Long live Lyra Silvertongue and Serafina Pekkala

I finally finished The Golden Compass. This books features a couple of the most excellent female characters that I have ever read about. Lyra kicks ass. So does the witch queen, Serafina Pekkala.

About half way through the book, I posted on how all of the male characters were annoying me somewhat. Lyra was appearing to be too much of a Token Feisty for me, the lone female allowed to interact with several sexist groups: the Oxford scholars, the gyptians, and the bear community where the males are polygamists. Frustrated, I posted: Are there imaginary worlds where sexism doesn’t exist? Mrs. Coulter, the evil mother character, is powerful but she was also used to show how she was the exception to the other females in the story. It just irritates me that so often, when kids finally get to see a girl being brave, it’s woven into the narrative how she’s the exception of her gender.

But two things changed for me as a I read along to make me a die hard fan of The Golden Compass. The first is I absolutely fell in love Iorek Byrinson, the armored bear character. He’s male of course, but once he came on the scene, the book really came alive for me, and it kept getting better after that. Then came the witches. The witch clans are all female, magical, mysterious, and powerful.

While flying to the armored bear’s palace in a balloon through a starry, cold winter night guided by the witch queen, Lyra ask her: “Are there men witches, or only women?” Here is Serafina’s response:

There are men who serve us, like the consul at Trollesund. And there are men we take for lovers or husbands. You are so young, Lyra, too young to understand this, but I shall tell you anyway and you’ll understand later: men pass in front of our eyes like butterflies. creatures of a brief season. We love them; they are brave, powerful, beautiful, clever; and they die almost at once. They die so soon that our hearts are continually racked with pain. We bear their children who are witches if they are female, human if not; and then in a blink of an eye they are gone, felled, slain, lost. Our sons too. When a little boy is growing, he thinks he is immortal. His mother knows he isn’t. each time become more painful until finally your heart is broken. Perhaps that is when Yambe-Akka coems for you. She is older than the tundra.  Perhaps for her, witches lives are as brief as men’s are to us.

Wow, how’s that for an alternate narrative? Clearly, Serafina Pekkala needs her own series. And I no longer mind polygamous bears when kids get to see females in power too.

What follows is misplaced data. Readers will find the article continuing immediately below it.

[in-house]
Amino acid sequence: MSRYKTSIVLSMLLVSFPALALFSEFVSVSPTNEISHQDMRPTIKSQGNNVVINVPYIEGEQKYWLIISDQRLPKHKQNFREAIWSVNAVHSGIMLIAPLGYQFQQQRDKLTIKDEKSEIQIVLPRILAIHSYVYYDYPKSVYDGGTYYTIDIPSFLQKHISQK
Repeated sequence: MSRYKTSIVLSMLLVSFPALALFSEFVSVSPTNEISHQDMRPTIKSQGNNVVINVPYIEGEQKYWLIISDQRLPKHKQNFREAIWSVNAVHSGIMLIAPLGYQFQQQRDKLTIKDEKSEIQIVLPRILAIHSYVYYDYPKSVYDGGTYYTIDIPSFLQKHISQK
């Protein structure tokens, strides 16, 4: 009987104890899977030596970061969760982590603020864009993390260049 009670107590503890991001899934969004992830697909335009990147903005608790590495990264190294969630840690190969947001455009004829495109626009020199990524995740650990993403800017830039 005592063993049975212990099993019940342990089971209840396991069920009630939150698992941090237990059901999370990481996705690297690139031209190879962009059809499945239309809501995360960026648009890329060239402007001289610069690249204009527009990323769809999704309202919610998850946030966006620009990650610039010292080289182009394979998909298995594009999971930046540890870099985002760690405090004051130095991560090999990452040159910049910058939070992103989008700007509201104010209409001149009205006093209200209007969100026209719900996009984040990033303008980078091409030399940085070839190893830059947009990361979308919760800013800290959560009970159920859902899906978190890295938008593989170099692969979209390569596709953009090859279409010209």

As you read this book, the writing gets better and better until the end (not the movie ending, the book ending; they are different) which is so dazzling and stunning, it gave me chills.

Reel Girl rates The Golden Compass ***GGG***

Are there imaginary worlds where sexism doesn’t exist?

I’m reading The Golden Compass and I absolutely love it. The main character is Lyra. She is fierce, smart, and brave. The villain is also female: Mrs. Coulter. She’s brilliant, beautiful, and wicked.

There are several indirect references to sexism in the book. When Lyra first meets Mrs. Coulter she is shocked that the woman is a scholar because female scholars are few and dowdy. Lyra notes many times that the male scholars get access to special rooms. Just like in the real world, right? We all know real life Oxford is sexist as hell. So what’s wrong with referencing that sexism in the story?

There are further parts of the story that make note of sexism. Only the male gyptians are allowed on the boat to recover the children. The female gyptians argue they should be included, not to battle, but because someone will need to be there to look after the children once they are rescued.

Of course Lyra, just a child, goes and battles and is the heroine of the story. But I’m wondering as I read, are there imaginary worlds where there is no sexism? I would love girls and boys to be exposed to this fantasy much more than they currently are. Before we can realize it, we’ve got to be able to imagine it. We get to that surprisingly little if at all.

Obviously, the challenge is that writers exist in real life sexist worlds so as Luce Irigaray wrote, even creating a “female imaginary” can be practically impossible to fantasize about. Though, honestly, it doesn’t seem like it should be that hard. Remember, battles are symbolic and metaphorical as are magical powers.

Just put a female front and center. Have some other females helping her out, they don’t have to be human, just female. That’s a start. Maybe the Oz series would fit? It had Glinda but a lot of makes around Dorothy. Alice in Wonderland? Same thing, but I think that would fit, at least the movie version with the White Queen. Is she in the book? There is the Red Queen, though she’s evil. I like evil female characters but I like good ones as well.  The only thing that bums me out about Tim Burton’s Alice, which I loved, was that the story was bookended with a wedding scene. Like so many modern day feminist heroines, Alice’s independent act is that she refuses to marry who she is supposed to. But why mention marriage at all?

Update: Commenters and  I agree on these: Oz, Wonderland, and Miyazaki’s imagination